Most offices in the USA are over-lit based on ergonomic recommendations. If the light on the workstation is dimmer than the surrounding ambient light, it can be difficult to work. Normal task lighting is recommended to be around 540 Lux, but many offices are illuminated to 990 Lux, which results in eyestrain.
Solution: Rely on Task Lighting
A minimum amount of general lighting is required for any office setting, taking into account the fact that most workers will use computers. But, for additional tasks like reading and note taking, you may need additional task lighting to avoid eye strain when switching back and forth from the brightness of a screen to the desk surface, which is relatively dark. Monitors generate light, and paper reflects light. In fact, reading paper documents requires at least 4-5 times more light than reading a computer monitor.
By increasing the amount of light delivered to your desk surface, paper documents are better illuminated. An ergonomic task light should always be adjustable. That way you can decide where its light falls across your desk. You can also save energy and reduce the strain on your eyes.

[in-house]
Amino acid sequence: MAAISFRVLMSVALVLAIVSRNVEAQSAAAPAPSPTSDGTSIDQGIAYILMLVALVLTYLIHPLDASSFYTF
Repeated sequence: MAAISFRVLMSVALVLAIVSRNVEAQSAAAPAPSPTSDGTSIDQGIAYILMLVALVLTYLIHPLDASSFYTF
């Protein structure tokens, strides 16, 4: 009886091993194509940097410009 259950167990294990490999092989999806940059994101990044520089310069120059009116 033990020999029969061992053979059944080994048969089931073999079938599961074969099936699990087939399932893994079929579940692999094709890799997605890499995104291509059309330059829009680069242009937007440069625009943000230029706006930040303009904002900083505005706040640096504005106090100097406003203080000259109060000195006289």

Problem: Distracting Glare
Glare involves bright light that affects how you see the object you want to concentrate on. Glare can be caused by a poorly positioned light, a bulb that is overly bright, sunlight, or reflections from shiny surfaces. Fluorescent lights also cast a “yellow” light that is not absorbed into white surfaces like paper or white work surfaces. This light is in turn reflected back to the user.
Solution: Use Strategies to Correct Glare
Employ a variety of strategies to correct glare.
- Reposition the overhead fixture to cut down reflection from shiny surfaces and prevent glare.
- Make sure computers are oriented so outside light is at a right angle to the screen.
- Replace a single high intensity light source with several lower intensity lights.
- Provide adjustable task lighting, so each worker can create their optimum environment, and the general lighting doesn’t need to be as intense.
- Select light colors with matte finishes for wall and ceiling paint to reduce glare and contrast while softening the reflection of light.
Problem: Florescent Flickering
When the light changes rapidly – even imperceptibly – it can be distracting and can cause headaches. Magnetic ballast fluorescent lights “flicker” noticeably when the bulb is going bad. However, even when we do not notice the flicker, it is still happening and our eyes and brain are affected.